4. Decide on Aperture Wide aperture lenses are expensive, fast, heavy and create great Bokeh. If you need great bokeh chose a fast prime. If you need bokeh and versatility then chose a zoom with f/2.8 constant aperture. For usual landscape shots one doesn't need fast lenses as these are usually done on tripod. 

5. 3rd Party lenses There are many companies that manufacture lenses and are expert in this field. Zeiss, Sigma, Tokina & Tamron are well known lens manufacturers in addition to Nikon & canon which one should consider before finalizing a lens. To compare sharpness and contrast you may use websites such as www.dxomark.com to compare lenses & cameras. Don't forget to compare MTF (Modulus Transfer Function) charts before finalizing your lens.

Recommended Prime Lenses (Full Frame):

Wide Angle - Nikon AF-S NIKKOR 24mm f/1.8G ED

Normal Wide - Tamron SP 35mm F1.8 Di VC USD

Normal Telephoto - Tamron SP 85mm f/1.8 Di VC USD

Recommended Zoom Lenses (Full Frame)

Wide Range - Tamron SP 15-30mm F/2.8 Di VC USD

Normal Range - Tokina AT-X 24-70 F2.8 PRO FX 

Telephoto Range - Tamron SP 70-200mm F/2.8 Di VC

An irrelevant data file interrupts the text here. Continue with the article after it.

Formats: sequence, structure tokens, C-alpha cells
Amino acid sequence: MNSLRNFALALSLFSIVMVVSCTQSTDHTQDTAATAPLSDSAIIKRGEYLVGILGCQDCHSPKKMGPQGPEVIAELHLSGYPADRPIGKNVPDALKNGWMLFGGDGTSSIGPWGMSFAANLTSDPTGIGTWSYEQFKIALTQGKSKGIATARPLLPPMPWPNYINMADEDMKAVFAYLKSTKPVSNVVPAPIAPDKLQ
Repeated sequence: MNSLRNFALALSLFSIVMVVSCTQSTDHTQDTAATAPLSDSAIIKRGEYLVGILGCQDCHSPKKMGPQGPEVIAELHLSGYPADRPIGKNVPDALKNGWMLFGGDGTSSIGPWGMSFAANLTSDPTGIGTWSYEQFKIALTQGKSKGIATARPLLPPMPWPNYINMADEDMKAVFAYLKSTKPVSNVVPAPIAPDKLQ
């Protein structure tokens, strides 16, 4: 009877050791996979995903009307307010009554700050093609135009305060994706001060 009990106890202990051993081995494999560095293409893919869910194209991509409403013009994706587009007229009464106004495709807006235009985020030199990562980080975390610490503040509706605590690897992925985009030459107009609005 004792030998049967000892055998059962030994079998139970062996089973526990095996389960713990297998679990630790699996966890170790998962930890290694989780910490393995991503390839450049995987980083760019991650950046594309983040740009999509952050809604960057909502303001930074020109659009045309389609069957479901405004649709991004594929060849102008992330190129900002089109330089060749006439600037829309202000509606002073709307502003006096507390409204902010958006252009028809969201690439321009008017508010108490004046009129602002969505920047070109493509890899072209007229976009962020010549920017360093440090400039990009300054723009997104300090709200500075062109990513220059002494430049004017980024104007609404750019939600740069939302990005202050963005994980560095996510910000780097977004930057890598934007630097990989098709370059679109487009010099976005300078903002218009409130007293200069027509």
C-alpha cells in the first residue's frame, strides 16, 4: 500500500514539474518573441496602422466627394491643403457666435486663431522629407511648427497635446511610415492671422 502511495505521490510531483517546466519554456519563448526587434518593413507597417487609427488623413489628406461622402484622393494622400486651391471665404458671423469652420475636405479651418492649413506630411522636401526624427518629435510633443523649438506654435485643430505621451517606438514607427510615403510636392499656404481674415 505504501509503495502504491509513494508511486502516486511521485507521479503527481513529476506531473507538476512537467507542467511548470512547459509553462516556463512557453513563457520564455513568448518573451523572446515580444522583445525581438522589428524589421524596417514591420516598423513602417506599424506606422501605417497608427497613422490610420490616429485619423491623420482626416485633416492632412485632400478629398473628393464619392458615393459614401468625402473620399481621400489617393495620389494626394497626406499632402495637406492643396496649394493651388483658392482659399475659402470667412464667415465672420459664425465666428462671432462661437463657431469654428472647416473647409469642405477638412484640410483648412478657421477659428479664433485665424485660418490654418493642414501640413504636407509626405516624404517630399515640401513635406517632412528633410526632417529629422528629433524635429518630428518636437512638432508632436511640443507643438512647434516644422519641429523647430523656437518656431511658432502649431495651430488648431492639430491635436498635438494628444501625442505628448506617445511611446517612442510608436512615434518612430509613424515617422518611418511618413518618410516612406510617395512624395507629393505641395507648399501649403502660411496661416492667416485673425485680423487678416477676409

Now you may chose the lens that fits your budget. You may look at images by any lens or camera on Pixel-Peeper website before buying a lens. I would like to end this article with an advice that lenses and cameras don't make a great picture, the photographer behind the camera does. All the best!

 

My friends often ask me for help to decide which camera they should buy. So I decided to write this blog on how to select a camera and the things to look for in a camera body. We will focus on DSLR cameras but some of the concepts are universal and shall be applicable on any camera system. 

1. Decide on your budget

Many times we tend to overlook this factor and only come to realize that it is expensive when it comes to paying to bill. A major consideration is to be sure if you want to buy your camera with some professional aspiration which means you plan to make money with your camera or, you are buying to take pictures of friends and family, probably do some travel photography. Most camera companies have segmented their products into three categories; professional, semi-professional or serious hobbyist, entry level. As the technology & competition is growing fast, the distinction between these segments is fading away. Professional camera body costs about INR 2 lacs and above ($2000+), semi-pro camera body will cost about INR 80 thousand and above and entry level body will cost below INR 80 thousand range. So first thing would be to write down the amount that you are willing to shell out. 

Nikon D3400 Nikon D5 Canon 1300D Canon 1Dx 
Rs. 26,000/- Rs. 4,30,000/- Rs. 22,000/- 4,45,000/-

2. Set your priorities right